Granular data are important, but quality data is only useful if it can be instantly transmitted outside the building and continuously analyzed. The second hurdle in implementing a robust system is guaranteeing reliable connection to the cloud.
To ensure reliability, Enertiv’s meters both store data locally and upload the encrypted data to the cloud in real time. Usually, this connection is to a dedicated cellular network, which also eliminates the need to wait on IT departments for access to the internal network.
There are several advantages to uploading data to the cloud in real time.
First, this eliminates the issues with version control that arise when different individuals make changes to the same set of data, as often happens in the hand-off between departments.
Second, when data are stored in the cloud, it becomes accessible from anywhere in the world. While this sounds obvious and trivial, a lot of CRE processes are still performed with pen and paper, meaning that accessing current or historical data requires physically looking through reports to find it.
Lastly, cloud connectivity is essential to overcome the next hurdle – connecting disparate data streams and layering analytics to provide performance reports.
Real-time, cloud-accessible data are a big step forward. But it does not address the issue of data silos. To solve this issue, it is crucial that different systems can “talk” to each other and share data.
At Enertiv, sharing data is handled with an Application Programming Interface (API). Although it may sound complicated, it is a very common protocol for data sharing and enables automatic combinations of data across various systems.
APIs allow for disparate data streams to pull relevant data and reports together to discover insights that would have previously been impossible. APIs also provides additional inputs, such as weather data, for improved predictive analytics for operations and maintenance.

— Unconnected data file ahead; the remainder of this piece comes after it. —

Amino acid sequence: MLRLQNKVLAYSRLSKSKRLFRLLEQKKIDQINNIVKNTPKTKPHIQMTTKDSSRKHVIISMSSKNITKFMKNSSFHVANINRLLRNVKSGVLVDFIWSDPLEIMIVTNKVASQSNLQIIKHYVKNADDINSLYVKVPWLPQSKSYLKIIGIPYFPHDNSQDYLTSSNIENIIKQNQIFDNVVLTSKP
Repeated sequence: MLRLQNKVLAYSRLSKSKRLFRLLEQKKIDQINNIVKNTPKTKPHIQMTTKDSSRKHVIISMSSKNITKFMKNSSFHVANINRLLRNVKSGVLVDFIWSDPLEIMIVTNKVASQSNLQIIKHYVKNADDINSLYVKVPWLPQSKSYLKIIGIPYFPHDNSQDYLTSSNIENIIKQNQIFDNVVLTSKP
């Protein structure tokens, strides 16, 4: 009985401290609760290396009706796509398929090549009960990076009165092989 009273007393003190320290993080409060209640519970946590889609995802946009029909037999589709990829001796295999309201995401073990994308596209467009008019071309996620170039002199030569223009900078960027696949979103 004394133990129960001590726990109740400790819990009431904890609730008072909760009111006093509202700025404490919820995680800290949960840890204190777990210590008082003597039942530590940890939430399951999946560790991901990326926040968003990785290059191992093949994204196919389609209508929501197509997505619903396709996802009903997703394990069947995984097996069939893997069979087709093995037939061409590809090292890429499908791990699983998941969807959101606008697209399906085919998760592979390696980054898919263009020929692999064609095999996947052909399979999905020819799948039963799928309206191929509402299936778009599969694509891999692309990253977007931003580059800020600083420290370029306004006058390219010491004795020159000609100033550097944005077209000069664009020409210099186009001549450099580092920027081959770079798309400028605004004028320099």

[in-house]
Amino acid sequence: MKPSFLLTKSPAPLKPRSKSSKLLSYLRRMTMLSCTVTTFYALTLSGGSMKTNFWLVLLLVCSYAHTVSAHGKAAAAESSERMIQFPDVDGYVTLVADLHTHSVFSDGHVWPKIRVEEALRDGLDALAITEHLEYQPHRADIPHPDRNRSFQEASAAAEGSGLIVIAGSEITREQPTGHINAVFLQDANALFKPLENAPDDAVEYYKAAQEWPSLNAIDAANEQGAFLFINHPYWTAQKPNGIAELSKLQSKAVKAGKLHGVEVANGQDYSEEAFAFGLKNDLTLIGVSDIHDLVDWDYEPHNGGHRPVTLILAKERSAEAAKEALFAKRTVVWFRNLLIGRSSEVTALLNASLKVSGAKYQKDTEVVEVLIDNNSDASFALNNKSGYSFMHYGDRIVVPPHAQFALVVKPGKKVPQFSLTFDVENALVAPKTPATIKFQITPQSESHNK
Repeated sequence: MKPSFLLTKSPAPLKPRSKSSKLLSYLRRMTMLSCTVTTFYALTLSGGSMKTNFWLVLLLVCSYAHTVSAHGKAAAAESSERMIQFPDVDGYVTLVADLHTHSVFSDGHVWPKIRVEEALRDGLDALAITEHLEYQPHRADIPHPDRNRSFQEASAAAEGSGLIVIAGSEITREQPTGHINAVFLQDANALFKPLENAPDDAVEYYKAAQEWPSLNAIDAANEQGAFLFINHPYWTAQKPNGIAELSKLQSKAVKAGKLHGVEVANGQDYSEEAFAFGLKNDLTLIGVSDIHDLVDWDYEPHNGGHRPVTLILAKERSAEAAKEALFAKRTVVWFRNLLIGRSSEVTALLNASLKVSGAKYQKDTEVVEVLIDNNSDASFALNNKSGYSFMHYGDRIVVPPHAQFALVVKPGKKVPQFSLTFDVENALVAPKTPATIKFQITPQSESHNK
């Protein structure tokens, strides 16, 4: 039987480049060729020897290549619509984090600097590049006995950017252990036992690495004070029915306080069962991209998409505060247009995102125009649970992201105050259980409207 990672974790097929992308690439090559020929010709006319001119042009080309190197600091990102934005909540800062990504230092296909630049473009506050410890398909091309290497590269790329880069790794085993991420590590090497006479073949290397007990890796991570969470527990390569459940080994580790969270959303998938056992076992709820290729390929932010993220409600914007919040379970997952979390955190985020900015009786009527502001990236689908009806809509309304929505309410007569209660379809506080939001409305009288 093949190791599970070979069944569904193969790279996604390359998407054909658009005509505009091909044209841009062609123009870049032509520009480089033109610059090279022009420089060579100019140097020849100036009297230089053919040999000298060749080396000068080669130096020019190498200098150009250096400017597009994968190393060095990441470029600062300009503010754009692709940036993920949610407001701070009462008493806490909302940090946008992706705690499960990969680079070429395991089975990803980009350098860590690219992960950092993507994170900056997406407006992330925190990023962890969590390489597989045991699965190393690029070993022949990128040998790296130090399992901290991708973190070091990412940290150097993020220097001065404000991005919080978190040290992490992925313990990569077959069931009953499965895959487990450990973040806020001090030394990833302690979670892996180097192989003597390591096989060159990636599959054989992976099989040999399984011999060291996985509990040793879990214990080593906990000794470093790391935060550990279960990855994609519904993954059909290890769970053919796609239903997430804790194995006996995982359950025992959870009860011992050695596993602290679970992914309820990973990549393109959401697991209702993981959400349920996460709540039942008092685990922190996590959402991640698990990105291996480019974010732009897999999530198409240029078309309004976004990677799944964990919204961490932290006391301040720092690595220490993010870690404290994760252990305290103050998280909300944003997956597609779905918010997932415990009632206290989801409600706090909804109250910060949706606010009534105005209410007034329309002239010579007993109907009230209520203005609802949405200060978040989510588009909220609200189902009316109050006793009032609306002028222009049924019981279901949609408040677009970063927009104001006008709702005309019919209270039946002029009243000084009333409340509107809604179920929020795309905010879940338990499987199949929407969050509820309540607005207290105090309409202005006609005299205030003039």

While many vendors continue to sell closed systems that are not able to share information, customers are demanding greater collaboration across vendors, and the market is responding.
With the value of Big Data and the IoT demonstrated at scale, the next question inevitably points to the cost of the upgrade and the expected return on investment.
In the world of building management, most owners and operators are most familiar with complex building management systems (BMS) that only a few engineers have the technical capabilities to operate and require a significant cost outlay. However, most IoT-based solutions are more cost effective than initially assumed. In fact, implementation is a small fraction of that of a BMS, while still being able to track orders of magnitude more endpoints than previously possible.
Another cost to consider is that of disrupting normal business operations during the installation process. A full power shutdown or major infrastructure changes are unacceptable in most CRE properties.
The EnertivTwo was designed to avoid these issues. Installation of a device module takes about an hour and does not require rewiring or power shutdowns. It is also powered directly from the electrical panel so that no additional infrastructure is necessary.
Enertiv's Operations Performance System covers all of these prerequisites. Schedule a demo today to see how!